GlaxoSmithKline, Prosensa's muscular dystrophy drug drisapersen misses goal of late-stage study

GlaxoSmithKline and Prosensa said Friday that a Phase III trial of drisapersen failed to meet its main goal of a significant improvement in the 6-minute walking distance (6MWD) test compared to placebo in patients with Duchenne muscular dystrophy (DMD). Shares in Prosensa, which licensed global rights to the drug to GlaxoSmithKline in 2009, fell as much as 71 percent on the news.

The study randomised 186 boys with DMD to receive drisapersen or placebo via subcutaneous injection over 48 weeks. The companies noted that the difference in 6MWD of 10.33 metres seen between those given drisapersen and placebo was not significant. In addition, results showed that there was no treatment difference in key secondary assessments of motor function using the 10-metre walk/run test, 4-stair climb and the North Star Ambulatory Assessment.

Carlo Russo, head of GlaxoSmithKline's Rare Diseases Research & Development unit, said "we are committed to evaluating the outcome of this study in the context of the overall development programme...and we expect such evaluation to help inform our next steps for drisapersen." GlaxoSmithKline and Prosensa indicated that "full evaluation of the benefit-to-risk profile of drisapersen treatment across all studies is anticipated to be completed by year end." The companies added that results of the Phase III trial will be presented at a future scientific meeting and published in a peer-reviewed journal.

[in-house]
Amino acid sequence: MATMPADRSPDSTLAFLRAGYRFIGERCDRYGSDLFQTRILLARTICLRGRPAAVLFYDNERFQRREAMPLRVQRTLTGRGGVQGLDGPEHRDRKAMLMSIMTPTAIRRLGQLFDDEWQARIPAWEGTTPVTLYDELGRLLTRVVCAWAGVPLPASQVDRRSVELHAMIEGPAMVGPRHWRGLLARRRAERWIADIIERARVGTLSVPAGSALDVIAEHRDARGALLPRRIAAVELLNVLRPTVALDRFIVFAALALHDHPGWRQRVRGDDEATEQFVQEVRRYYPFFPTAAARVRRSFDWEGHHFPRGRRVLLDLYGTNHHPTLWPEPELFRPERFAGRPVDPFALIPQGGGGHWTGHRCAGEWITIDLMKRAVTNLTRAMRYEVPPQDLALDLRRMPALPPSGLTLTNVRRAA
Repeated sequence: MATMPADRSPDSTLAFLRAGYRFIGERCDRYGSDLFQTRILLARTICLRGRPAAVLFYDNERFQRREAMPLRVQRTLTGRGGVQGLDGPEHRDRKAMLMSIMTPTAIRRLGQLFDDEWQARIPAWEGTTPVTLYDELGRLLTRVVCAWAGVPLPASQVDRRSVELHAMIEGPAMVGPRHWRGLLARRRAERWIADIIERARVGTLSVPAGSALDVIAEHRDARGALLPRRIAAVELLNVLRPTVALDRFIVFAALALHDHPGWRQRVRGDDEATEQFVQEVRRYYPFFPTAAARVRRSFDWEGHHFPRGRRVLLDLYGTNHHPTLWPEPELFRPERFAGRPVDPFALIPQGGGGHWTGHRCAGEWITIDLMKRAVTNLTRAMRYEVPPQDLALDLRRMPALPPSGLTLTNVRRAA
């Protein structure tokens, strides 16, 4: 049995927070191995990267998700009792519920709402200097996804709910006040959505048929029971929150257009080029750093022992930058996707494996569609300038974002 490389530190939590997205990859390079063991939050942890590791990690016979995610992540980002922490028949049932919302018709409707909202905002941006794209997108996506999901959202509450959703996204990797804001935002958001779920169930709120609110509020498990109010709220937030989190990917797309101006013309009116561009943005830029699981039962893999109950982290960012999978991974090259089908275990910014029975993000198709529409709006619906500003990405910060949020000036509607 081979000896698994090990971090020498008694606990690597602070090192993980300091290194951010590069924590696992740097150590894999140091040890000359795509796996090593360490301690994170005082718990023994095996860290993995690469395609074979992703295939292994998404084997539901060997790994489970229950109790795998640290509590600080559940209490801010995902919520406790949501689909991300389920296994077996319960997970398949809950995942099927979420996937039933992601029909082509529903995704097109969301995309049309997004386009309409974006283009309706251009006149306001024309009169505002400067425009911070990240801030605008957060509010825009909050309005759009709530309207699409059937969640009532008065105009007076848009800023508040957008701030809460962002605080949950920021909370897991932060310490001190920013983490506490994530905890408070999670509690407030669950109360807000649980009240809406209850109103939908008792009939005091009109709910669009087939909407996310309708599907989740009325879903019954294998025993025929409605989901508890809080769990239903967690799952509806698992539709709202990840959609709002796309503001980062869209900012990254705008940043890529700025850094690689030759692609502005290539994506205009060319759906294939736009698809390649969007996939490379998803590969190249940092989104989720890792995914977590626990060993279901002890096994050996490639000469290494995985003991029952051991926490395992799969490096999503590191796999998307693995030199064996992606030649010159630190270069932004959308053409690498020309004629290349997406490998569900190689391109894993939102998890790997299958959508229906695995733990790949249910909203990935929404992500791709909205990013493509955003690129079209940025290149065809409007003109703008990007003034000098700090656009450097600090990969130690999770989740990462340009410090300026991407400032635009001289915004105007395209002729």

Drisapersen, which was granted FDA breakthrough therapy designation in June for DMD, is an antisense oligonucleotide designed to induce exon skipping of exon 51. Sarepta Therapeutics is developing a similar treatment called eteplirsen and in July said it will seek FDA approval in the first half of 2014.

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